• Shriner "Editorial Without Words" Statue

    9-ft. tall shriner in a fez. carries a little girl in one hand and a crutch in the other outside Shriners' International Headquarters building, Tampa, Florida. The statue is the work of Tampa sculptor Harrison Covington.

  • Shriner Scimitar

    Shriners' International Headquarters building, Tampa, Florida

  • Shriner "Editorial Without Words" Statue

    9-ft. tall shriner in a fez. carries a little girl in one hand and a crutch in the other outside Shriners' International Headquarters building, Tampa, Florida. The statue is the work of Tampa sculptor Harrison Covington.

  • SS American Victory Rudder and Screw (Propeller)

    One of only four fully operational WWII merchant ships left in the U.S., SS American Victory was bulity at The Ingalls Shipbuilding Corp, Pascagoula, Mississippi, in 1947.Florida

  • Fire Hose Station

    One of only four fully operational WWII merchant ships left in the U.S., SS American Victory was bulity at The Ingalls Shipbuilding Corp, Pascagoula, Mississippi, in 1947.Florida. It is now a museum ship in Tampa, Florida.

  • Tug and Barge

    Tampa, Florida

  • Three-Inch/Fifty Caliber Gun Mount

    One of only four fully operational WWII merchant ships left in the U.S., SS American Victory was bulity at The Ingalls Shipbuilding Corp, Pascagoula, Mississippi, in 1947.Florida. It is now a museum ship in Tampa, Florida.

  • Caribe Navigator

    At pier in Tampa, Florida.

  • SS American Victory Deck

    One of only four fully operational WWII merchant ships left in the U.S., SS American Victory was bulity at The Ingalls Shipbuilding Corp, Pascagoula, Mississippi, in 1947.Florida. It is now a museum ship in Tampa, Florida.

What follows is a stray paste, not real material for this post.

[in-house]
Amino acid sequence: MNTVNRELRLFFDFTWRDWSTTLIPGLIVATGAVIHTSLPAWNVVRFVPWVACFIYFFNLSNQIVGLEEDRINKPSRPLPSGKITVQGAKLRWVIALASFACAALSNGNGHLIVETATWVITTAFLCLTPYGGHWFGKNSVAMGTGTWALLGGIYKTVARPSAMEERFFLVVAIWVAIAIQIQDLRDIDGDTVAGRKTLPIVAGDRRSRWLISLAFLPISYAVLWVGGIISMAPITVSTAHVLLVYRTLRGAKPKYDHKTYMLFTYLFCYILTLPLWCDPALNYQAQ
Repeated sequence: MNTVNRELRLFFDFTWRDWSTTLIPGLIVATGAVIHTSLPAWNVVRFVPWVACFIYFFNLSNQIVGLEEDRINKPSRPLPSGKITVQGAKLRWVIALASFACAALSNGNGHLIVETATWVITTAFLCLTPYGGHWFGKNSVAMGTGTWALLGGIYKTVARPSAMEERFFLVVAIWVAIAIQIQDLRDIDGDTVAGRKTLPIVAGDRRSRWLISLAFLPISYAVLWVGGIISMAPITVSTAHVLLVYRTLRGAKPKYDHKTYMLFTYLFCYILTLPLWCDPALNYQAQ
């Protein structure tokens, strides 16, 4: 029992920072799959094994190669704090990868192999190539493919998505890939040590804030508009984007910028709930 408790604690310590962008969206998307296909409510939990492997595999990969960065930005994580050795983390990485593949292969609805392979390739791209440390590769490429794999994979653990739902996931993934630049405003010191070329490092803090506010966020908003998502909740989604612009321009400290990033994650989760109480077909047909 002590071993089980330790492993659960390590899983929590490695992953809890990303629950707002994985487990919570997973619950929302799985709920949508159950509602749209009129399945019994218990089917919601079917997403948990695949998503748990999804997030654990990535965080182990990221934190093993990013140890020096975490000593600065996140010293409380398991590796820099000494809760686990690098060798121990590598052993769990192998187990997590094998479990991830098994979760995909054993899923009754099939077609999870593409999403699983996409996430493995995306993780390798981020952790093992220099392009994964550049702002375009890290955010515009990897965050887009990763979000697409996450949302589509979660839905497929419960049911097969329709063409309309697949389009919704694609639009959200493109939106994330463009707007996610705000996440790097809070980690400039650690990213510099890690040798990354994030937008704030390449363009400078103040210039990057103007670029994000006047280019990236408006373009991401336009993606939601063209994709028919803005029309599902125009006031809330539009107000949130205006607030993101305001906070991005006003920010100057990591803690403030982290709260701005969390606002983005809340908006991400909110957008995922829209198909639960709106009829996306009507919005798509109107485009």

• SS American Victory Anchor

    One of only four fully operational WWII merchant ships left in the U.S., SS American Victory was bulity at The Ingalls Shipbuilding Corp, Pascagoula, Mississippi, in 1947.Florida. It is now a museum ship in Tampa, Florida.

  • SS American Victory 12" Signal Searchlight

    One of only four fully operational WWII merchant ships left in the U.S., SS American Victory was bulity at The Ingalls Shipbuilding Corp, Pascagoula, Mississippi, in 1947.Florida. It is now a museum ship in Tampa, Florida.

  • SS American Victory Deck

    One of only four fully operational WWII merchant ships left in the U.S., SS American Victory was bulity at The Ingalls Shipbuilding Corp, Pascagoula, Mississippi, in 1947.Florida. It is now a museum ship in Tampa, Florida.

  • SS American Victory Deck

    One of only four fully operational WWII merchant ships left in the U.S., SS American Victory was bulity at The Ingalls Shipbuilding Corp, Pascagoula, Mississippi, in 1947.Florida. It is now a museum ship in Tampa, Florida.

  • SS American Victory Winch

    One of only four fully operational WWII merchant ships left in the U.S., SS American Victory was bulity at The Ingalls Shipbuilding Corp, Pascagoula, Mississippi, in 1947.Florida. It is now a museum ship in Tampa, Florida.

  • Model of a Liberty Ship

    One of only four fully operational WWII merchant ships left in the U.S., SS American Victory was bulity at The Ingalls Shipbuilding Corp, Pascagoula, Mississippi, in 1947.Florida. It is now a museum ship in Tampa, Florida.

  • SS American Victory

    One of only four fully operational WWII merchant ships left in the U.S., SS American Victory was bulity at The Ingalls Shipbuilding Corp, Pascagoula, Mississippi, in 1947.Florida. It is now a museum ship in Tampa, Florida.

  • SS American Victory's Bridge and Ribbons

    One of only four fully operational WWII merchant ships left in the U.S., SS American Victory was bulity at The Ingalls Shipbuilding Corp, Pascagoula, Mississippi, in 1947.Florida. It is now a museum ship in Tampa, Florida.